Moqtada al-Sadr is a Shi'ite political and militia leader in Iraq, who has been active in Islamic sectarian conflict and internal warfare, but is increasingly involved in the government process. His political organization is called the ; its military wing is variously called the Mahdi Army or the Jaish al-Mahdi.
He was not a significant figure before the fall of Saddam Hussein, although he had relatives that were notable in Shi'a Iraq. The most influential Shiite leader was Grand Ayatollah Ali al-Sistani, who brokered the agreement between SCIRI and the Mahdi Army. 
American civil viceroy L. Paul Bremer, was concerned, in early March, with Muqtada al-Sadr in Najaf, who was becoming increasingly militant in reaching for power as his Shi'ite rival, Sistani, fought for Shi'a power in the constitutional process. He took effective control of the Kufa mosque and preached violence from there.
Complicating the situation with Najaf, [Kufa, and other southern areas were that they were under operational control of the Polish division commander, with subordinate Bulgarian, Central American, Spanish and Ukrainian units, each with different rules of engagement. The Spanish contingent was the one most immediately affected. Bremer asked LTG Ricardo Sanchez to plan a way to deal with the situation there.  Bremer ordered Sanchez on March 27, to close al-Sadr's newspaper, Hawza, for 60 days; this took place without violence but with much protest.
Operations in Najaf
On April 3, special operations forces arrested one of al-Sadr's assistants, and al-Sadr responded with a call for arms. By the 4th, a 1st Cavalry Division platoon was ambushed, unaware that the arrest had taken place or that high vigilance was indicated; Sanchez called this a breakdown in communications at the division commander level; the 1st Cav was taking over from the 1st Armored Division (U.S.).
Al-Sadr's attacks spread across southern Iraq, and he took control of the capitals of Basra, Al Kut, Nasiriyah, and Basra. They fought British and Dutch forces in Basra.  In Kufa, al-Sadr put his base in the Great Mosque, creating the extremely difficult problem of attacking a religious sanctuary in a war where religion was a major factor.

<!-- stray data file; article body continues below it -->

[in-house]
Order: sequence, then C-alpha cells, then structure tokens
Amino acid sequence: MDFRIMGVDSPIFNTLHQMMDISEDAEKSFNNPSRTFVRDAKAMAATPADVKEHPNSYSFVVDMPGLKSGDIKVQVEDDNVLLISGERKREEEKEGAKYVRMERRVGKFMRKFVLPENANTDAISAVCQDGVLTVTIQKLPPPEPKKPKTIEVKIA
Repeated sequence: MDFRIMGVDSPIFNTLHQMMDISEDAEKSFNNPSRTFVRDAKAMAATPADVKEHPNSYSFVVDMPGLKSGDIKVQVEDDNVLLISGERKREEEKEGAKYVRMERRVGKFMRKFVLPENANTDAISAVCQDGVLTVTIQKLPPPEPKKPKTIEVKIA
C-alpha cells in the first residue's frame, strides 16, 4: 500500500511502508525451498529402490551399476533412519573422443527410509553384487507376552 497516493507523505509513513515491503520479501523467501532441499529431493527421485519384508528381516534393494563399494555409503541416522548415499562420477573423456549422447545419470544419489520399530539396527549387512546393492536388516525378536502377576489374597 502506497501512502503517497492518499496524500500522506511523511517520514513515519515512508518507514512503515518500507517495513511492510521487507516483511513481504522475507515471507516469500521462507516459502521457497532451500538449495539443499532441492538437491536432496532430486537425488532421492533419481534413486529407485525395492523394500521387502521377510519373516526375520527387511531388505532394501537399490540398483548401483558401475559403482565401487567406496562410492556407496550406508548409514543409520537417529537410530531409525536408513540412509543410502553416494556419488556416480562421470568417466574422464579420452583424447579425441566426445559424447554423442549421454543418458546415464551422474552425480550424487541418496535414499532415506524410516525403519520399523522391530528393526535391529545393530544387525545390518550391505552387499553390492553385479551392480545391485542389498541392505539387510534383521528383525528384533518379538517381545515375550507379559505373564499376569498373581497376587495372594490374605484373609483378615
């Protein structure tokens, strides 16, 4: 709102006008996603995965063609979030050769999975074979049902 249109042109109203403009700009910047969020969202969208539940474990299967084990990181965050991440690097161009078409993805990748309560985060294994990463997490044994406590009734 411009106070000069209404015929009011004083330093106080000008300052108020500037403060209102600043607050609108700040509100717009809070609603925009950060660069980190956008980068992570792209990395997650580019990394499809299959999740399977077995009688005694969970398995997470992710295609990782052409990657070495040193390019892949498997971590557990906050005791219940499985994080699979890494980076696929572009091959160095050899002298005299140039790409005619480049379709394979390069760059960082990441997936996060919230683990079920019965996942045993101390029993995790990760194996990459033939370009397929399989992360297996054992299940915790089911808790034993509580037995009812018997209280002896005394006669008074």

From the U.S. perspective, he was a threat, but a threat that would not go away. GEN Ray Odierno said, in January 2008, "we are now meeting with them, for the first time. He's clearly moving more to a humanitarian approach." American officials started calling him "the honorable", and GEN David Petraeus, in February, used the honorific "al-Sayyid", referring to him as a descendant of the Prophet. 
- Greg Bruno (16 May 2008), Backgrounder: Muqtada al-Sadr, Council on Foreign Relations
- Sharon Otterman (1 September 2004), Backgrounder: IRAQ: Grand Ayatollah Ali al-Sistani, Council on Foreign Relations
- L. Paul "Jerry" Bremer with Malcolm McDonnell (2006), My Year in Iraq: The Struggle to Build a Future of Hope, Simon & Schuster, ISBN 9780743273893, pp. 122-124
- Patrick Cockburn (11 April 2008), "Warlord: The rise of Muqtada al-Sadr", Independent (U.K.)
- Bremer, My Year in Iraq, p. 312
- Ricardo S. Sanchez with Donald T. Phillips (2008), Wiser in Battle: a Soldier's Story, HarperCollins, ISBN 9780061562426, pp. 335-336
- Ron E. Hassner (Spring 2006), "Fighting Insurgency on Sacred Ground", The Washington Quarterly, p. 155
- Thomas Ricks (2009), THE GAMBLE: General David Petraeus and the American Military Adventure in Iraq, 2006-2008, Penguin, ISBN 987-1594201974, p. 267